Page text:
Toward a family-oriented treatment approach for consumers and carers of mental illness
In 2010–2011, a qualitative focus group study was commissioned by Australia’s beyondblue to explore the needs and experiences of consumers and carers of mental illness. Overall, it was found that their ‘stories’ are substantially different from one another, leading to high stigma within families. The aim of this article is to discuss these phenomena more deeply. In summary, the pervasive stigma associated with mental illness in society affects: people from gaining in-depth knowledge about it and therefore capacity to recognize symptoms early and provide the necessary empathy required; the capacity of health professionals to provide holistic treatment and not simply rely on a ‘medical model’; and the provision of adequate funding to ensure the formal mental health system has appropriate infrastructure to meet consumers’ needs. Stigma essentially hides mental illness from the community, placing pressure on families to provide support instead who may lack the expert knowledge that clinical consumers require. The ongoing and stressful nature of caring can cause carers to develop stigmatic attitudes and behaviors. These are intensified with misperceptions about consumers’ control over their mental illness, unequal distributions of attention within the household, and low consumer insight into the carer experience. It can also lead to the development of their own trauma that requires formal help. To address these complex issues, stigma is the foremost issue in need of redress. It can help reduce barriers to help-seeking in both consumers and carers, and ensure the provision of an informed and well-resourced ‘mental health response’ for families.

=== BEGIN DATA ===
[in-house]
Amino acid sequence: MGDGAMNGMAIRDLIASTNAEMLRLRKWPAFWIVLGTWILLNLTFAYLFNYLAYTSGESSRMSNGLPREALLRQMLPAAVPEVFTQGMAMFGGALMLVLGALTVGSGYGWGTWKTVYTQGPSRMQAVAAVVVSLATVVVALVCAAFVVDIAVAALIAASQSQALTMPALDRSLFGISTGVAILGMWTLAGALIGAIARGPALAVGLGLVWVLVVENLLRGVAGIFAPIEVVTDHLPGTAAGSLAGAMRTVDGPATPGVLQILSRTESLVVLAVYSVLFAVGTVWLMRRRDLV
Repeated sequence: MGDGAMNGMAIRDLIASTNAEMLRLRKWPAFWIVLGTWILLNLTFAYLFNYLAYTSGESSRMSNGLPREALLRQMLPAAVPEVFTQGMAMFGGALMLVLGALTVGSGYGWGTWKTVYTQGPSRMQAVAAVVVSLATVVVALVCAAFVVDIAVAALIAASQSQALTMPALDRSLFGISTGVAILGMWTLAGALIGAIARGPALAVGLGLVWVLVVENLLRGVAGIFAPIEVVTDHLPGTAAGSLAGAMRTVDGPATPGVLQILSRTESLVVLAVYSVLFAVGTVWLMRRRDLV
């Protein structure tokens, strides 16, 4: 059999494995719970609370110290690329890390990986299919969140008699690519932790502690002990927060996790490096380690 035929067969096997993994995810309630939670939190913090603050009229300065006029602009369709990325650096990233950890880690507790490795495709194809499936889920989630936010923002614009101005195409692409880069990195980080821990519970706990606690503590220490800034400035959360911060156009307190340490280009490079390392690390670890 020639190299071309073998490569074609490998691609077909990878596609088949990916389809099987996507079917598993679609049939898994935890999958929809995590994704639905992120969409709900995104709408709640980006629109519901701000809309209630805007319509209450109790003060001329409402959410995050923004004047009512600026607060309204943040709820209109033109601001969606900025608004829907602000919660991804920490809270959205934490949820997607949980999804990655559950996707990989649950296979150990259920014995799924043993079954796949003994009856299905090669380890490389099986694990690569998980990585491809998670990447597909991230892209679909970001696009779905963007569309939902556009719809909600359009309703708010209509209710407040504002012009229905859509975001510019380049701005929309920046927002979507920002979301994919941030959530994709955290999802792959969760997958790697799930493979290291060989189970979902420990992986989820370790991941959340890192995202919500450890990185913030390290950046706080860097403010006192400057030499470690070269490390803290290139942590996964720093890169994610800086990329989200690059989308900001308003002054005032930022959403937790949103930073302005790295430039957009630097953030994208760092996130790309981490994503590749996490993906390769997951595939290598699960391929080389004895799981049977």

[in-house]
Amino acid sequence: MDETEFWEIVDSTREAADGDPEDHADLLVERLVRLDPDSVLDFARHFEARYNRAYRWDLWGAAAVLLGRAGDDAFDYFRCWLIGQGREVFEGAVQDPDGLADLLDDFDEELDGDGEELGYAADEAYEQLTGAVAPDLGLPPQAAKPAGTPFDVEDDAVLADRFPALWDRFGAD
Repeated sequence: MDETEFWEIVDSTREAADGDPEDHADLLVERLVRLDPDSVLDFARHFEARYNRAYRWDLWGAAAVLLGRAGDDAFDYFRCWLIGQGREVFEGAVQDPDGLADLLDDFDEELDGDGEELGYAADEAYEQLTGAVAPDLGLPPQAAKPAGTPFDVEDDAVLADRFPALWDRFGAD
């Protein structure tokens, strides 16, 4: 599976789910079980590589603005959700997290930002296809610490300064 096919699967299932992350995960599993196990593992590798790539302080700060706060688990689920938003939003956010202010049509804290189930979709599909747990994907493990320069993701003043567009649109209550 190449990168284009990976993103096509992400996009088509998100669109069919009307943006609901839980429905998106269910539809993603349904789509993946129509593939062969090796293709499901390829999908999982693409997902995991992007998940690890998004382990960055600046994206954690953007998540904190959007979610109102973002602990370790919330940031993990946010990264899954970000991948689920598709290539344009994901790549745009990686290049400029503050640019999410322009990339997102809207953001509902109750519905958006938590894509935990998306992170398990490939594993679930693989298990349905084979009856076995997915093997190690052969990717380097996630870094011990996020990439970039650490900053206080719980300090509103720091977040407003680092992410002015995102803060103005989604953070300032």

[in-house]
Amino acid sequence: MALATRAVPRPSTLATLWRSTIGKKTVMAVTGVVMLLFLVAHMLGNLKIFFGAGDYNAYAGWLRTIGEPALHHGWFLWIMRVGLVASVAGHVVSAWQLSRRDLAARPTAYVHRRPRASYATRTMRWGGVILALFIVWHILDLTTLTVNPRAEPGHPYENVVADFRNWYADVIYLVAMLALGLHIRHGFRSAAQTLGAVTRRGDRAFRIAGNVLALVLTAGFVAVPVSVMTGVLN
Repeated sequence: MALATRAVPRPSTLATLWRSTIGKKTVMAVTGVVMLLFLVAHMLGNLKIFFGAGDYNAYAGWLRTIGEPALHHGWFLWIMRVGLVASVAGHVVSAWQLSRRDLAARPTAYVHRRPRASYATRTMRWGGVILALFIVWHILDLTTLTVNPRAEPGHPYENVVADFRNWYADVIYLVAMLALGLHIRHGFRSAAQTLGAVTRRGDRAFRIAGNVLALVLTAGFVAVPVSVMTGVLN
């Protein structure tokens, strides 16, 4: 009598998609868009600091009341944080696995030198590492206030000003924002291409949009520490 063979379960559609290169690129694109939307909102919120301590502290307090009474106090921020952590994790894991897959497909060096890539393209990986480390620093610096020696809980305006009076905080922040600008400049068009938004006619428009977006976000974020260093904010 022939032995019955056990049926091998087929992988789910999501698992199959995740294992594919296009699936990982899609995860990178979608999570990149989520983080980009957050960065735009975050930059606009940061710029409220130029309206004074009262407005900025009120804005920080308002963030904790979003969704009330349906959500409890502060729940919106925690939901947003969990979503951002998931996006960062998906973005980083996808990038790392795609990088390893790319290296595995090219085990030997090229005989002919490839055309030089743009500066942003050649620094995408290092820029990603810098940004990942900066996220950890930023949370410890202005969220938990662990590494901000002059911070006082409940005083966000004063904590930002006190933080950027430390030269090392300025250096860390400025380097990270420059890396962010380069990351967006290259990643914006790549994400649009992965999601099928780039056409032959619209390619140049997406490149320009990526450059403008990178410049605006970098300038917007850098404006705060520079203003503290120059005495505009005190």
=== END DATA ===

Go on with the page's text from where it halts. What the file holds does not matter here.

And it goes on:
International Journal of Mental Health
Copyright 2017 Taylor & Francis (Routledge). This is an Accepted Manuscript of an article published by Taylor & Francis in International Journal of Mental Health on 25 Sep 2017, available online: http://www.tandfonline.com/10.1080/00207411.2017.1367448
This publication has been entered into Griffith Research Online as an Advanced Online Version.
Public Health and Health Services not elsewhere classified